Ok, I know it has been a while since I’ve published a blog. But, you have to understand that working full-time, going to school for my master’s degree, (was) planning a wedding, and developing my non-profit organization take a lot of time and effort. Please forgive me!
However, because I have taken time away, I now have more content to talk about in regards to recent news and personal experiences. So..without further ado, let’s get to it.
There has been a lot of controversy in regards to mental health and suicidal related topics, especially within the last 6 months. The hype with 13 Reasons Why, Kate Spade’s suicide, Anthony Bourdain’s suicide, Kanye Wests’ outbursts, Bow Wow’s cries for help, and the recent murder of rap artist, XXXTentacion. XXXTentacion did not commit suicide, but he did manage to use his platform to bring awareness to those things. May his soul rest. I say all of this to say, “If you are not understanding that mental health is necessary, then you are hiding under a rock right now.” Mental health does not always mean actual suicide, or mental illnesses like bi-polar disorder, etc. Mental health goes a long way, and the only way that we can focus on it more is if we talk about it. This is why I give props to XXXTentacion. He talked about it! He used his music to draw attention to the depths of the darkness that people face. In his song, Sad, he states, “Suicide, if you ever try to let go, (uh) I’m sad and low, (yeah).” Do you all realize how many people may possibly feel this way?
We can throw around suicide prevention hotline numbers all day long, but most people won’t pick up the phone to call because these people are at the end of their ropes, and don’t believe that anyone cares. This is why we have to talk about it. Those suffering need to know that it’s ok to feel the way that they do, and that they can talk about it openly without being told, “you’re tripping”, “you are stronger than that”, “you’re just looking for attention”, etc. Not only should we all be aware of the signs, but we should know the proper way to help someone, and stop turning a blind eye to the signs. There are ALWAYS signs.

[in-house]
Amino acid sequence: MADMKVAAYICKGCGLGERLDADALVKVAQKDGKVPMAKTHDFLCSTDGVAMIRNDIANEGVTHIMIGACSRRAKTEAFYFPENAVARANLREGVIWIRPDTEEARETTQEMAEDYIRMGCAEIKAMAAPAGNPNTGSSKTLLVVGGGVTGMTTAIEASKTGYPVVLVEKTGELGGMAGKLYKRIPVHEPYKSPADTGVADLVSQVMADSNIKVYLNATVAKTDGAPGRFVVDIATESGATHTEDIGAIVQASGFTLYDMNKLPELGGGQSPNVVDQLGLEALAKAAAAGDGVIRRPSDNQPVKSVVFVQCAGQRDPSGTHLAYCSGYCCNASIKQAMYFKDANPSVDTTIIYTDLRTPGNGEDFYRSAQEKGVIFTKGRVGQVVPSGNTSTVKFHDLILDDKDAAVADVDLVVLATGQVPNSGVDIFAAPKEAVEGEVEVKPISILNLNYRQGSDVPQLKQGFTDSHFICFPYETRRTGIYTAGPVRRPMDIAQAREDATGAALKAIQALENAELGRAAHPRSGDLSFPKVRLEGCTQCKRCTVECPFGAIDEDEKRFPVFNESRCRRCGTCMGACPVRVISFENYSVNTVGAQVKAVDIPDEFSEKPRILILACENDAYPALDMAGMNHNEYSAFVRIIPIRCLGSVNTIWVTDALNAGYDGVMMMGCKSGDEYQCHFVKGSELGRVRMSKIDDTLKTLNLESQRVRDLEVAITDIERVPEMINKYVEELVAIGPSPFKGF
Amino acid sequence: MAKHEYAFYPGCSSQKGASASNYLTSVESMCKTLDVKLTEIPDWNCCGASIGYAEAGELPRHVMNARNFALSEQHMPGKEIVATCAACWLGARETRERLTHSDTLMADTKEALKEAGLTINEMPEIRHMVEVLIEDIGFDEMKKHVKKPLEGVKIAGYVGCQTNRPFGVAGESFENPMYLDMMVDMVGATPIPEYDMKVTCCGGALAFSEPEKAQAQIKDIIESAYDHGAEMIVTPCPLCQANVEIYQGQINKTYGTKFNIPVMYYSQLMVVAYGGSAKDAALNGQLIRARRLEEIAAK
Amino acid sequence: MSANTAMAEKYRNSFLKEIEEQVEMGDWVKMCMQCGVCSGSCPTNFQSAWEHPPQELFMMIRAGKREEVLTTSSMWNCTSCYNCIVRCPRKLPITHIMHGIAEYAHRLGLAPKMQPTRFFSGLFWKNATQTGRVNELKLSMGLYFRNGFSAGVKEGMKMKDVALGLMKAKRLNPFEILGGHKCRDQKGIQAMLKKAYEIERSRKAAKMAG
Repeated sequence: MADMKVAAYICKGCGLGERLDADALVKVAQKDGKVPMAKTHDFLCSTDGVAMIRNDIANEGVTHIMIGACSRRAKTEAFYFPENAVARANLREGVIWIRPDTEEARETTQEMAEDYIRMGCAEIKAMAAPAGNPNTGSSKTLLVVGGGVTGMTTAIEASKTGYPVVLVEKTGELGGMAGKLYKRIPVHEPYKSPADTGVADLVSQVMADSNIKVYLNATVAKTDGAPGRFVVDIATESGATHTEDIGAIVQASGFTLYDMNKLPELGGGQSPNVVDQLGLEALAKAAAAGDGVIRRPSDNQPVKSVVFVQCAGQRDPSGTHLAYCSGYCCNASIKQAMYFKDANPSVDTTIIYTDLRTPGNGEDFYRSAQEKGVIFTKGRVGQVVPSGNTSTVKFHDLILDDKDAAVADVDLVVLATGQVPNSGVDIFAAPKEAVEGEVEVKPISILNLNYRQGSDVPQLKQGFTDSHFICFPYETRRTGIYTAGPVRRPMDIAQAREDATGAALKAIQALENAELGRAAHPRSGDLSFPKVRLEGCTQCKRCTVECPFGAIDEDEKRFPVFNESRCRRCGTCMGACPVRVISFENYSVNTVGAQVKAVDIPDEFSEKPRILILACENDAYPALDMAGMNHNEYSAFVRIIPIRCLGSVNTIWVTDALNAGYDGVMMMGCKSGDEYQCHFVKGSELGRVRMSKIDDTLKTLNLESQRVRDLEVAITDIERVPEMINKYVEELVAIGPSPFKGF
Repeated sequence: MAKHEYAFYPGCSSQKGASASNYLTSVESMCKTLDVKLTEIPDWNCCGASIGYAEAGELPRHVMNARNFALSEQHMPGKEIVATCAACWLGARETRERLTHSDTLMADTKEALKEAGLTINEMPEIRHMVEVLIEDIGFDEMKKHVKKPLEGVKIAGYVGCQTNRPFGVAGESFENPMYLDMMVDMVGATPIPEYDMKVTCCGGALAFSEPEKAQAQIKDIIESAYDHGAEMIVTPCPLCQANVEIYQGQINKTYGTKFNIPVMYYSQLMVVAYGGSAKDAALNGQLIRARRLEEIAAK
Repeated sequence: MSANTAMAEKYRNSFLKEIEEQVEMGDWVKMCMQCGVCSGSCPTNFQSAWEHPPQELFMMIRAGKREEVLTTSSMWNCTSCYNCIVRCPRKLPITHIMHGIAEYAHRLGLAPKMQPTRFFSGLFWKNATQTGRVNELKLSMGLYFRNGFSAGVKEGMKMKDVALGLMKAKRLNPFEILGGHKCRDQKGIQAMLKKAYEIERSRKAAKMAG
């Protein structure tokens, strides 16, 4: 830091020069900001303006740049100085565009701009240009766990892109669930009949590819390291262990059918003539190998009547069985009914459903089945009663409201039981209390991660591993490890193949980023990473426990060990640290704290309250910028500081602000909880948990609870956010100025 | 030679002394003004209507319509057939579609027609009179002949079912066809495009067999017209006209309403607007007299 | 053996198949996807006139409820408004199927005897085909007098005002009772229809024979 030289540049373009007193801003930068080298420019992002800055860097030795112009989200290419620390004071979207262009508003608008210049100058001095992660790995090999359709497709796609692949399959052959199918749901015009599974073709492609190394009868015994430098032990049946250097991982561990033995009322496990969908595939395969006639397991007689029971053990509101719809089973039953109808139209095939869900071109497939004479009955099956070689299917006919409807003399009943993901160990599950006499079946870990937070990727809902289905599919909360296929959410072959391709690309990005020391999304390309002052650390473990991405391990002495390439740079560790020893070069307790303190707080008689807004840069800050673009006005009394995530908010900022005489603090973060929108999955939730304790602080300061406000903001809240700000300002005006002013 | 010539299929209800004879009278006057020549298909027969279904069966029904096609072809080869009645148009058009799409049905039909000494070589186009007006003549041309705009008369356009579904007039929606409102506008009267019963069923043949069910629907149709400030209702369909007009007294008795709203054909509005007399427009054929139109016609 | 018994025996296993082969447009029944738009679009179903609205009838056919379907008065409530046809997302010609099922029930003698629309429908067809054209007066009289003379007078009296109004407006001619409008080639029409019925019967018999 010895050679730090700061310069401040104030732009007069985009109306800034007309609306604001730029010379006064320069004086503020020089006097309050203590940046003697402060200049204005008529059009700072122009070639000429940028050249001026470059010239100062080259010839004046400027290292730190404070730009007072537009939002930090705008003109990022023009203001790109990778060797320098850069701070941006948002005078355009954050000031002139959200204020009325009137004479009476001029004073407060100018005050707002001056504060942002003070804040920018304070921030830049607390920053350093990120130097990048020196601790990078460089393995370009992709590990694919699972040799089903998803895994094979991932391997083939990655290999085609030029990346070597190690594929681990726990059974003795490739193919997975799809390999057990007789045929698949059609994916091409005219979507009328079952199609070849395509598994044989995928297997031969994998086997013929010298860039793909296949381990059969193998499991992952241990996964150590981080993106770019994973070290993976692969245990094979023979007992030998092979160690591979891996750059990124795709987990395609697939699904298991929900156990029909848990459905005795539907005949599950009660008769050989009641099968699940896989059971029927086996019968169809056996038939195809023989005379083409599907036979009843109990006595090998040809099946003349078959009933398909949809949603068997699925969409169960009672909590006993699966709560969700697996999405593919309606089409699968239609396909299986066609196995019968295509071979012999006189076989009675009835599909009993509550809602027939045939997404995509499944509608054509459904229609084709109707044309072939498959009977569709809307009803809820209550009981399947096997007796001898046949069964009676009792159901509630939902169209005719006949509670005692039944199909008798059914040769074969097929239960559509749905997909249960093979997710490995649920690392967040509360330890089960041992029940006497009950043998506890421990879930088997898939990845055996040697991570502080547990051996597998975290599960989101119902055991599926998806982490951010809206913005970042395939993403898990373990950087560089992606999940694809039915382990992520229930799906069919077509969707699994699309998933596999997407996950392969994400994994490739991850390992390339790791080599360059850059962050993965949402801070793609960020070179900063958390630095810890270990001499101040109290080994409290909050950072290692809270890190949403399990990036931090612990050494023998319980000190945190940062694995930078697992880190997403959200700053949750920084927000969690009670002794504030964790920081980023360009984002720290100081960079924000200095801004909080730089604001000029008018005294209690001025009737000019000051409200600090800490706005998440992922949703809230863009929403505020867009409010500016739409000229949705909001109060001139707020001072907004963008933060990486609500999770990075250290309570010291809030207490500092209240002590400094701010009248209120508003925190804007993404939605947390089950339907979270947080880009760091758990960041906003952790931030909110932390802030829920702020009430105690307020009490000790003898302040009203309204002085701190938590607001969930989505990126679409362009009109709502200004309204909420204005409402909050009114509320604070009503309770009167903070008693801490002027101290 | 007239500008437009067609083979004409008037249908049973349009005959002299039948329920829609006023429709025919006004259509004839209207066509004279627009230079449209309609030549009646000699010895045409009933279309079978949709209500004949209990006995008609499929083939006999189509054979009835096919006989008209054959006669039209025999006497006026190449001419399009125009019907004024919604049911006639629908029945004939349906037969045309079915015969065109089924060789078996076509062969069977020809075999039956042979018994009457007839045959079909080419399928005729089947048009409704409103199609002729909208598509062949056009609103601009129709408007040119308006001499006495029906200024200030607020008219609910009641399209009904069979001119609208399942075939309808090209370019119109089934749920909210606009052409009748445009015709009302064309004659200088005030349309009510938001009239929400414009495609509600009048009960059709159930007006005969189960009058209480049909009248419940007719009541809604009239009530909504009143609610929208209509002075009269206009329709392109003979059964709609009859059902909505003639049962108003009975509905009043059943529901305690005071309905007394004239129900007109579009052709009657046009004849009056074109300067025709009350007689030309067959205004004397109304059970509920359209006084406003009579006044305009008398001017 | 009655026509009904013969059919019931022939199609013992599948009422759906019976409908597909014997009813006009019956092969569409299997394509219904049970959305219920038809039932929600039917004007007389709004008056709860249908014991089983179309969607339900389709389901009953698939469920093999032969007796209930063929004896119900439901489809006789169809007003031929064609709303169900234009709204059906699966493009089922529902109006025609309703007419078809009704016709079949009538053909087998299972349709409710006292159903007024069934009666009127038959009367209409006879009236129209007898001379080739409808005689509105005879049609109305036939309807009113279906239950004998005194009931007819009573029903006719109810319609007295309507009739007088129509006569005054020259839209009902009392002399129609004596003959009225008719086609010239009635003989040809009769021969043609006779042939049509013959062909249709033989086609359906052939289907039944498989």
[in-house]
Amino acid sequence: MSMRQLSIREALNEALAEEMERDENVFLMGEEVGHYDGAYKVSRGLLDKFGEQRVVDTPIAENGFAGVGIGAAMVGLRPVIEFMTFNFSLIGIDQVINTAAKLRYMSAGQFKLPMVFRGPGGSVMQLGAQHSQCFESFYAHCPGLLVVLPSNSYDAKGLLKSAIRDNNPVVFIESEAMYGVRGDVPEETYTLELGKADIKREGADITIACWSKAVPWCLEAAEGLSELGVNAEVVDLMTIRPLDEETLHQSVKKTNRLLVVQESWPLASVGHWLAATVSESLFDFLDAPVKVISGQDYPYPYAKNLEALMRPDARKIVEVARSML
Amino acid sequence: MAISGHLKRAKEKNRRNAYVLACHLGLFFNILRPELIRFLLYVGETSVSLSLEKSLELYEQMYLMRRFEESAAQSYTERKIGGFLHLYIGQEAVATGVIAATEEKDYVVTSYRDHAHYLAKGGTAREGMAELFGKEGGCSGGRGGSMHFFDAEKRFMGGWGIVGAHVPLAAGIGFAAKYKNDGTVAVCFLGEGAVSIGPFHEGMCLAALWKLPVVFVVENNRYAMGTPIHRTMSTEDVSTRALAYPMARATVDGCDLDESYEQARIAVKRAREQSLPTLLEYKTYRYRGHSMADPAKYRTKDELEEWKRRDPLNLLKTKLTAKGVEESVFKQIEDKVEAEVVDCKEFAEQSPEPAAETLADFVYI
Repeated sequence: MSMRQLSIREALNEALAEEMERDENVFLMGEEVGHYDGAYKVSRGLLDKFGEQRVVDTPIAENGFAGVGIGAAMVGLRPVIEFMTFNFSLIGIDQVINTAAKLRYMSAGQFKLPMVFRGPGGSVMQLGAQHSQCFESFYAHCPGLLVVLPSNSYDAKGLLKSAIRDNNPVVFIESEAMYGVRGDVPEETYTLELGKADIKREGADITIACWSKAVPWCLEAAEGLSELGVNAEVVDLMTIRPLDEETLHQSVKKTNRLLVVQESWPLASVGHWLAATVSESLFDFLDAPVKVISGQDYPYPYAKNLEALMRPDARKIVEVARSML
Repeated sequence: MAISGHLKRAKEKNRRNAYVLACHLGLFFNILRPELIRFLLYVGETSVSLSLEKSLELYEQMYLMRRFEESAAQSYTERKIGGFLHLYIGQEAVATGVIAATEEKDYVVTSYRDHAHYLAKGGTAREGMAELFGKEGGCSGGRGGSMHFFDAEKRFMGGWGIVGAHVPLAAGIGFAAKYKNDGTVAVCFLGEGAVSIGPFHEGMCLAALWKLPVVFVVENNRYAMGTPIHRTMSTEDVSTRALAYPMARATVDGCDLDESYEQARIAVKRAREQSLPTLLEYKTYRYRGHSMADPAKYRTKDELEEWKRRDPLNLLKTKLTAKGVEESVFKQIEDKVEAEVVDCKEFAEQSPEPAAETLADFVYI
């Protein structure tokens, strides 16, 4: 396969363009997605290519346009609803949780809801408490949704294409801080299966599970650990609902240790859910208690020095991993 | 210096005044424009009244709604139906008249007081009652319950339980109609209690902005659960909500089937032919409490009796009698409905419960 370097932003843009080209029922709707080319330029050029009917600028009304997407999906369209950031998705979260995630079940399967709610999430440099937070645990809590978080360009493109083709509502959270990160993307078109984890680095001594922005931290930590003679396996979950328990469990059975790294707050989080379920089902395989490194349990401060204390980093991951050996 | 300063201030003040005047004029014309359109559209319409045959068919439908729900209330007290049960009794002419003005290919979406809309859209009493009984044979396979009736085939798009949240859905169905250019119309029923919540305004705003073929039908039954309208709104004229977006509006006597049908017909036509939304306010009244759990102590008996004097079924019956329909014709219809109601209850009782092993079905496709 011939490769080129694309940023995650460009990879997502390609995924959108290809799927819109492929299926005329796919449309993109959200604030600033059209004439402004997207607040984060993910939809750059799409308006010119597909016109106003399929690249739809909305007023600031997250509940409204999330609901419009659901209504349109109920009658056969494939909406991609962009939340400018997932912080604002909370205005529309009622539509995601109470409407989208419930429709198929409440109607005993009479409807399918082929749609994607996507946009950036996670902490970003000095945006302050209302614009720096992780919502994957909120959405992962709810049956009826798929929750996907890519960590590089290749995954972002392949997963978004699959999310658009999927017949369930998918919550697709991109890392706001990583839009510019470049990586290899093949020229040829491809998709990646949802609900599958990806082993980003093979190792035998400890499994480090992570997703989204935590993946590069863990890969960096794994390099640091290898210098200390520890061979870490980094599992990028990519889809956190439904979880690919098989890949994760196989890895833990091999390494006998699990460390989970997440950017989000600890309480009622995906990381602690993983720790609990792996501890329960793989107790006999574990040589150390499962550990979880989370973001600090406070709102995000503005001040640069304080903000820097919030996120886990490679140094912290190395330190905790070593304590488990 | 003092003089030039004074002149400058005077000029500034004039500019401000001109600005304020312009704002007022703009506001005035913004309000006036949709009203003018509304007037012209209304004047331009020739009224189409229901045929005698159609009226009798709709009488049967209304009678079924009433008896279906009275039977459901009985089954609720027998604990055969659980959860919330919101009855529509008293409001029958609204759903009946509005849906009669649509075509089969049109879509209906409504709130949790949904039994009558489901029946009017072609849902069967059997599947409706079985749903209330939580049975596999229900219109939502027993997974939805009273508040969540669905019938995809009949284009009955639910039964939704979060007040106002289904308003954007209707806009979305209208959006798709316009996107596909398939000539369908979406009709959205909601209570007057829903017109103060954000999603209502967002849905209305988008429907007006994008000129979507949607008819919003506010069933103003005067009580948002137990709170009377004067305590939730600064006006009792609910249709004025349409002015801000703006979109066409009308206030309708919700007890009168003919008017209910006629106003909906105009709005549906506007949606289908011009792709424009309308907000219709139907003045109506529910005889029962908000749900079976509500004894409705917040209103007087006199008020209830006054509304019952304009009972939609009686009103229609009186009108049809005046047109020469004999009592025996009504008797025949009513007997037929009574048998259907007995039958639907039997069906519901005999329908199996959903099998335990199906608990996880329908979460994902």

Back in 2012, right after I graduated from high school, I decided to get the Implanon birth control. This was the worst decision that I could have ever made. The side effects caused me to have anxiety attacks, panic attacks, out-of-body experiences, etc. I would lie in bed all day long crying, and depressed because I hated how I felt. I did not know how to cope, and at that point in my life, I was unhappy with where I was in life and my emotional well-being. I did everything to try to keep the darkness from closing in on me. I opened my blinds in the morning, rearranged my room to find comfort, I looked for new churches to attend, tried to go out with friends, you name it. I did everything in my power to make it stop. But, the thing I learned about depression is that it does not compromise. You cannot barter with depression, and you cannot establish a give and take relationship with it. Depression is dark, closed in, and lonely. Imagine this: You are in an elevator, and the lights go out. The doors won’t open because you’re stuck between floors, and there is no one in the building to help you out. What do you do?
After about three months of this, I was at my lowest point. I wanted it to all be over, and I considered letting it all go (many don’t know this about me, but here it is). However, my mama and Cam witnessed everything that I was going through, and they let me talk through it all. I could cry, and not feel judged. We even came up with an action plan on how to cope, and it worked! I must admit, if no one was there for me, I probably wouldn’t be here, and that is why I feel it is important to let those suffering know that there are more reasons NOT to let go, than there are to let go. I’ve said all of this to say, “take that extra 4 or 5 minutes to inbox that person making depressed statuses on Facebook. Smile at that person on the bus who has tears in their eyes. Randomly call your family to let them know that you were thinking of them.” Take those extra steps to let them know that they are not alone. Give them resources. You could save a life or two. My mama and Cam saved mine.
If you or someone that you know is suffering from mental illness, or suicidal thoughts, please call the Suicide Prevention Hotline, 1-800-273-8255.